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Rounding up the fall HS soccer season

Article Written by Will Parchman
Published: December 6, 2013

The 2013 fall high school season is officially in the rearview. That means that 37 states have stashed their game gear, some for good until August and some until the opposite gender fires up again in the spring.

With that in mind, here’s a rundown of how some of the nation’s best teams and players finished out the fall.

Top 5 Power Rankings
Boys

1. McDonogh School (Owings Mills, Md.): This spot has been owned by St. Benedict’s in each of the last two years thanks to a pair of perfect, dominant seasons. But Salesianum’s upset opened the door for McDonogh, which was on another level in the toughest region for high school soccer in the country. The school’s 21-0-1 record was a first in MIAA A history, a sure sign of how even things usually are here. A last-ditch goal from NSCAA/TopDrawerSoccer.com Player of the Week Michael DeShields sealed the title in the finale, giving McDonogh its best season in history and the nation’s fall-end top spot.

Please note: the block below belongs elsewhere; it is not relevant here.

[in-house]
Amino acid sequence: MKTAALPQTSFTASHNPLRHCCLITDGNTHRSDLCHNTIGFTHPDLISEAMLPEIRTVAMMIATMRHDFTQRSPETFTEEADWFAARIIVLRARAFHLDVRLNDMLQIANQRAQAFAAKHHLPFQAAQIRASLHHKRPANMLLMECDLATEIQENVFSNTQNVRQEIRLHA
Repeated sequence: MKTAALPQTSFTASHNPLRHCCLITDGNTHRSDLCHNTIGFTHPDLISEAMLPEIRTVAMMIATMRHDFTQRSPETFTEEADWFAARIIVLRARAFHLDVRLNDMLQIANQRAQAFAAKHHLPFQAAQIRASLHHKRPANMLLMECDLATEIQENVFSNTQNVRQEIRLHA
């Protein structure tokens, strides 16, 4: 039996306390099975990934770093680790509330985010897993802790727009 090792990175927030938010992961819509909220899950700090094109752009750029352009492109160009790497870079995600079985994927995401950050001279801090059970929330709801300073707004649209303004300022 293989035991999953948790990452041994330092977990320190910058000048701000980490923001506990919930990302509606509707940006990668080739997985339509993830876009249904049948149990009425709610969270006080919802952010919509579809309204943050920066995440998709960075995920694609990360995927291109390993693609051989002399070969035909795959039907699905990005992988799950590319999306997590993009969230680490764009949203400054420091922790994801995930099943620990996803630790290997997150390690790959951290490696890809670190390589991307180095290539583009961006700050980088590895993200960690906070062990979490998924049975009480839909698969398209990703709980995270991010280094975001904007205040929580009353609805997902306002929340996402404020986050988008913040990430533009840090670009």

2. Salesianum (Wilmington, Del.): Who would’ve guessed the power from Delaware would’ve been the one to end St. Benedict’s record run? In October, Salesianum traveled to the belly of the beast and got a late goal for a 1-0 win to snap the Gray Bees’ incredible 71-game winning streak. A 17-0-1 season capped by a 5-2 romp in the state title game wrapped up the school’s ninth in 11 years, sealing a season of special merit for the Delaware power.